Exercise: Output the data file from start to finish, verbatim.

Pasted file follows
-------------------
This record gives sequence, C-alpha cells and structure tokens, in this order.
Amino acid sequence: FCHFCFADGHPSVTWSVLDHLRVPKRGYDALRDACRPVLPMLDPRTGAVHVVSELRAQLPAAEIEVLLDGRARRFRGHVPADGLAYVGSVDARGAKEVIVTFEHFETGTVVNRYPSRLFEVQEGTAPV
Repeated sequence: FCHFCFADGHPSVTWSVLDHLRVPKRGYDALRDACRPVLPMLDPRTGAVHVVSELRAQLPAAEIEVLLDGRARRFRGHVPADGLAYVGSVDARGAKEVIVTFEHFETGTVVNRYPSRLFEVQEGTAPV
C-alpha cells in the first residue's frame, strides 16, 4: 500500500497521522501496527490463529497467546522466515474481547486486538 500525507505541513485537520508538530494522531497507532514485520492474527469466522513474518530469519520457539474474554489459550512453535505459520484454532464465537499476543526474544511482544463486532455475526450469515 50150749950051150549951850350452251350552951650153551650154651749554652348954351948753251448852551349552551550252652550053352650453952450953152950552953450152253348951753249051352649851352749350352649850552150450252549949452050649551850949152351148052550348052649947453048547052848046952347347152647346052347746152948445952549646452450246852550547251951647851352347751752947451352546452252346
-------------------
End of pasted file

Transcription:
This record gives sequence, C-alpha cells and structure tokens, in this order.
Amino acid sequence: FCHFCFADGHPSVTWSVLDHLRVPKRGYDALRDACRPVLPMLDPRTGAVHVVSELRAQLPAAEIEVLLDGRARRFRGHVPADGLAYVGSVDARGAKEVIVTFEHFETGTVVNRYPSRLFEVQEGTAPV
Repeated sequence: FCHFCFADGHPSVTWSVLDHLRVPKRGYDALRDACRPVLPMLDPRTGAVHVVSELRAQLPAAEIEVLLDGRARRFRGHVPADGLAYVGSVDARGAKEVIVTFEHFETGTVVNRYPSRLFEVQEGTAPV
C-alpha cells in the first residue's frame, strides 16, 4: 500500500497521522501496527490463529497467546522466515474481547486486538 500525507505541513485537520508538530494522531497507532514485520492474527469466522513474518530469519520457539474474554489459550512453535505459520484454532464465537499476543526474544511482544463486532455475526450469515 50150749950051150549951850350452251350552951650153551650154651749554652348954351948753251448852551349552551550252652550053352650453952450953152950552953450152253348951753249051352649851352749350352649850552150450252549949452050649551850949152351148052550348052649947453048547052848046952347347152647346052347746152948445952549646452450246852550547251951647851352347751752947451352546452252346